If you would like to participate in this month’s blog party, go to Matt’s invitational blog post: Announcing T-SQL Tuesday #87 – Fixing Old Problems with Shiny New Toys.
Why is my query waiting?
SQL Server 2005 gave us a new way to view wait statistics for queries, Dynamic Management Views (DMVs). Two of the DMVs in particular give you information about the wait stats for an actively executing query: sys.dm_exec_requests and sys.dm_os_waiting_tasks. Several years ago, I blogged the query I was using to check the waits for currently executing queries: T-SQL Tuesday #49: My Go-To Query For Waiting Tasks.
That showed the current state of all currently executing queries. What if you just want to know what is affecting one query in particular that I’m trying to tune? Paul Randal (blog|@paulrandal) gave us a process to capture wait stats for a query you are executing manually vie Extended Events: Capturing wait stats for a single operation. I have used this process many times to see the waits for a problematic query that I was tuning.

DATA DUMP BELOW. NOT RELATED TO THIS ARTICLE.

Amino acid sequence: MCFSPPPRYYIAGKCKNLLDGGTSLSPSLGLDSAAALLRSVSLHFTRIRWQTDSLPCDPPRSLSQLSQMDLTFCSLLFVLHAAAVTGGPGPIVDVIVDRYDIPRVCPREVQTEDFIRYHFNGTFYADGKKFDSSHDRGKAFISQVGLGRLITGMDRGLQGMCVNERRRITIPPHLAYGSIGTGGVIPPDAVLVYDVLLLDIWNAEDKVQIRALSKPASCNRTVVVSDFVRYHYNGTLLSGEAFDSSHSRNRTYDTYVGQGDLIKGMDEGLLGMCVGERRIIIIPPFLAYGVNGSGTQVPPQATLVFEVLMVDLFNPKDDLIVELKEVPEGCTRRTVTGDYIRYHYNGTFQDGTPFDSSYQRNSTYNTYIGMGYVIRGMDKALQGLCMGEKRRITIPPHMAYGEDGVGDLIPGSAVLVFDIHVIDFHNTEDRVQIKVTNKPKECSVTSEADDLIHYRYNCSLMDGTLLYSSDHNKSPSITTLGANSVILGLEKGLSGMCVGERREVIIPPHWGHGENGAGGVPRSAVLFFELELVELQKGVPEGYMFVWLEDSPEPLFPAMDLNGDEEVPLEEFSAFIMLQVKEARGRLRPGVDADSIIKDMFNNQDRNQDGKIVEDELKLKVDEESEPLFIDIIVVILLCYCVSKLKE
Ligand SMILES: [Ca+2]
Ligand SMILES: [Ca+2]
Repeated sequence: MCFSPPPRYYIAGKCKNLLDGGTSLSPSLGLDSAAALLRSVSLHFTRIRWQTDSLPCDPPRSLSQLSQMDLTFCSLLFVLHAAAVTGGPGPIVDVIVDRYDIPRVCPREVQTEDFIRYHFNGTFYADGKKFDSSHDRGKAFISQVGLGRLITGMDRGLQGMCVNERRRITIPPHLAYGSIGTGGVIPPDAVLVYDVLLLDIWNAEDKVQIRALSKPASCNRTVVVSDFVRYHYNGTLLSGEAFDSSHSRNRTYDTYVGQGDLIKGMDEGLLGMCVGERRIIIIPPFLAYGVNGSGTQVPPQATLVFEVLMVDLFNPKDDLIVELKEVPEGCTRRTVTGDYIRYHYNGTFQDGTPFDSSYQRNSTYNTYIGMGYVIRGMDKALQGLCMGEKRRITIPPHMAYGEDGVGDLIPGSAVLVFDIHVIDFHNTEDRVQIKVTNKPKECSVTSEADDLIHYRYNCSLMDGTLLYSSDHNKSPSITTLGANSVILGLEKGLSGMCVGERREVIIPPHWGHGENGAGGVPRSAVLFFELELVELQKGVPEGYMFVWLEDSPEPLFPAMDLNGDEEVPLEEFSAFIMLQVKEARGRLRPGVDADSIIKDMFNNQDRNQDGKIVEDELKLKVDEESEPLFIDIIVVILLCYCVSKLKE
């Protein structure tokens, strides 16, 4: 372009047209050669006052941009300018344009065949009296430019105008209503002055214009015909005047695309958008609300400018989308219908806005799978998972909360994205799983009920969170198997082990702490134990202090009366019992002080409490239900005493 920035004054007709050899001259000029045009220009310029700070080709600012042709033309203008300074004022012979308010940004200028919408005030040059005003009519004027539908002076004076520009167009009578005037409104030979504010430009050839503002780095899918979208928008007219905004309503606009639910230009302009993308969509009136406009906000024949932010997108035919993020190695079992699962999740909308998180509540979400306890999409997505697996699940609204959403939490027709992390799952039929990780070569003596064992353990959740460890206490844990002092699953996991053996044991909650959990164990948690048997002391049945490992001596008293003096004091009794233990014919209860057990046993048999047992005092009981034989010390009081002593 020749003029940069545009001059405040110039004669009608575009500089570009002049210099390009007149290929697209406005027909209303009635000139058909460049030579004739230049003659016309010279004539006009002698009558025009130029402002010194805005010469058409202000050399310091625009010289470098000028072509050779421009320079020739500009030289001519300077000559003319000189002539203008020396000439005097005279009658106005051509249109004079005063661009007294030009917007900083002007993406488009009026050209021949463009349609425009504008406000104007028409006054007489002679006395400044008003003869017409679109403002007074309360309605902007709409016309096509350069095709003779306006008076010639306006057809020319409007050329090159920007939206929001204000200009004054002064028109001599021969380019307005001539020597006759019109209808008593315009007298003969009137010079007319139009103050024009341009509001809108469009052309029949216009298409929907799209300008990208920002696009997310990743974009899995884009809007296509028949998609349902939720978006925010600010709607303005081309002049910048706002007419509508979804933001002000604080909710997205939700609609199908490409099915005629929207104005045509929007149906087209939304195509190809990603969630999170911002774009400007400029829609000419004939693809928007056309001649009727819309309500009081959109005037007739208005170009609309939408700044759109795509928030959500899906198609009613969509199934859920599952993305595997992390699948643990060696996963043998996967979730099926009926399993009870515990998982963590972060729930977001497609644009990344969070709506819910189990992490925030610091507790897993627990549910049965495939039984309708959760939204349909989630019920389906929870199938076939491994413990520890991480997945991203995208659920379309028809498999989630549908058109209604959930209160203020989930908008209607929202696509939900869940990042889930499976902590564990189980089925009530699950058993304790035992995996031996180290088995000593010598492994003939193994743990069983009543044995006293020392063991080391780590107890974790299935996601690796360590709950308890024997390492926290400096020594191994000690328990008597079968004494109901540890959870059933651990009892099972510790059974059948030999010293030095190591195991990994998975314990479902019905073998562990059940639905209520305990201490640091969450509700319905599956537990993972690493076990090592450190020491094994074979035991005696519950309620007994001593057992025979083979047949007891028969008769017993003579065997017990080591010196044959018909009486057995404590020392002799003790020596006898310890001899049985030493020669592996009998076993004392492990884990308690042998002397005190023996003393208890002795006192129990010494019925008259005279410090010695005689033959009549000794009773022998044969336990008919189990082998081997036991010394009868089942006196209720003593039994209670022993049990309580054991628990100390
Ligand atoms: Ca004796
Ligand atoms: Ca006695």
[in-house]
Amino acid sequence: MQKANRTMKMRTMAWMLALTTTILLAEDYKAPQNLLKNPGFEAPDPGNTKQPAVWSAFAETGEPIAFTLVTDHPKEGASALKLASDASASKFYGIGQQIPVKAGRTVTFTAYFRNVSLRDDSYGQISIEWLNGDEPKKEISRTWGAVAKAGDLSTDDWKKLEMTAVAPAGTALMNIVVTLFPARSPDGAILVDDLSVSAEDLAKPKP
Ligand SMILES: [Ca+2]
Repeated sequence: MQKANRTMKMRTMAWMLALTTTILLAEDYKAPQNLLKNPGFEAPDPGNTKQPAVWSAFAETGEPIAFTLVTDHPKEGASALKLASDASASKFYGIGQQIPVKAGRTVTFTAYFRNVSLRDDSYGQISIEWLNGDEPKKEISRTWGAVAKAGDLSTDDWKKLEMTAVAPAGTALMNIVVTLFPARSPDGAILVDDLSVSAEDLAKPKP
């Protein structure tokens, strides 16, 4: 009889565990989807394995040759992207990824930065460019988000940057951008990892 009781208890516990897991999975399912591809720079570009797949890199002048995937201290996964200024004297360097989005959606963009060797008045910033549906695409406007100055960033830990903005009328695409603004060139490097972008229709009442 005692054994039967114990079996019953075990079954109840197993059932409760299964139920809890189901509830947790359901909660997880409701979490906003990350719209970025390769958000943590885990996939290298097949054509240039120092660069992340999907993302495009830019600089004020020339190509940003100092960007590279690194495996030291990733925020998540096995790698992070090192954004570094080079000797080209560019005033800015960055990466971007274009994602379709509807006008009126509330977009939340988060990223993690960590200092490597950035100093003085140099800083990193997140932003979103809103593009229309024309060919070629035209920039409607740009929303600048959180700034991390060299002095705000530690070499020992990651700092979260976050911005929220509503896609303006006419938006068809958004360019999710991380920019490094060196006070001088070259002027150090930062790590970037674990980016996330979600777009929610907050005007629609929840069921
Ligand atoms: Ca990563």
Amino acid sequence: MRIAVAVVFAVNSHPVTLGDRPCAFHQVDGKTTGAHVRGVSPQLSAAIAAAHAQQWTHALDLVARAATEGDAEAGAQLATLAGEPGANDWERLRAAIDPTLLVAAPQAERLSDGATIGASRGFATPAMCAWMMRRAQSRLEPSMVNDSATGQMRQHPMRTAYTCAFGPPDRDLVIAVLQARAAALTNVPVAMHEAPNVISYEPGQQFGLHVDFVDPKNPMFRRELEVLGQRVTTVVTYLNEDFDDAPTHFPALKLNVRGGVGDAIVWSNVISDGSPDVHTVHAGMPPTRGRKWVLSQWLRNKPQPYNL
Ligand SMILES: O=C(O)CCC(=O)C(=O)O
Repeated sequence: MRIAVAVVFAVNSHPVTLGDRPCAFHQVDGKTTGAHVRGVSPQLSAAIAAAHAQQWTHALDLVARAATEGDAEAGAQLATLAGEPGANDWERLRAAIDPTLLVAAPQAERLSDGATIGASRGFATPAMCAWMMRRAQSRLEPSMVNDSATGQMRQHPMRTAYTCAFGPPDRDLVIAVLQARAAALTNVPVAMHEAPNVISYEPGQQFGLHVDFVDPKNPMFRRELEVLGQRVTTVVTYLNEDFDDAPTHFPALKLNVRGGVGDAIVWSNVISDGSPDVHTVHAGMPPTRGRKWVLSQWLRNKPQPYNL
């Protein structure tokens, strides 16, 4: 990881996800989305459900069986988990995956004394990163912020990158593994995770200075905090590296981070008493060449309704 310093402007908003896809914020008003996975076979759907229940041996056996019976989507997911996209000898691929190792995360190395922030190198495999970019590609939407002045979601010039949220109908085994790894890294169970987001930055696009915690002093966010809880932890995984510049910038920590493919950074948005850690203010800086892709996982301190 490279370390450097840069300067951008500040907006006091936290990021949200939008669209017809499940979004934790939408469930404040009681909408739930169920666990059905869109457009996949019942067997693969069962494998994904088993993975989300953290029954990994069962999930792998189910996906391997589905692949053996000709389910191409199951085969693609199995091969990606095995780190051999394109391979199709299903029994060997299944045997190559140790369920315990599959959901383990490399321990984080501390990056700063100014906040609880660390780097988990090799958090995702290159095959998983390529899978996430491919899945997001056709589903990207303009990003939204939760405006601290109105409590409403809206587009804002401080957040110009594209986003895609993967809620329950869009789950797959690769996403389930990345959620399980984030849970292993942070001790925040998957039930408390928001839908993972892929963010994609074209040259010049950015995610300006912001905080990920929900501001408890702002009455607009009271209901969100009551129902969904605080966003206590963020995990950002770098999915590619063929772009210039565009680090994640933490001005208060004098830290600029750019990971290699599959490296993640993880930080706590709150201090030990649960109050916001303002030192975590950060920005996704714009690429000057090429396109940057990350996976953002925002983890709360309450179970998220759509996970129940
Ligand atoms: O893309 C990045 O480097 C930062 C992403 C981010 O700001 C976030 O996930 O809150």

Ooh shiny! And new!
Paul’s process gives you info on every instance of a wait the query experienced and it’s very easy to aggregate those results to see the top waits and their total effect on a query. Quite often though, you don’t need a lot of detail. You don’t need to know every wait, just the top several. If you are already generating the actual query plan to have a in-depth look at the plan, wouldn’t it be nice if the query wait stats were already in there for you?
Now they are. In SQL Server 2016 (I’m told it came in SP1, but I don’t have a non-SP1 instance to verify that), the actual execution plan includes the top waits for the query execution in the plan. You can see them by clicking on the left-most (first) operator in the plan and viewing the Properties (shortcut F4). It will list the top waits right there in the properties dialog for you.
You can also find them in the XML of the execution plan, and I find this easier to read.
So now we have lots of ways of finding the waits experienced by a query. Most recently, it gives us the top waits for the query right in the actual execution plan without any extra work required of us except to look for it.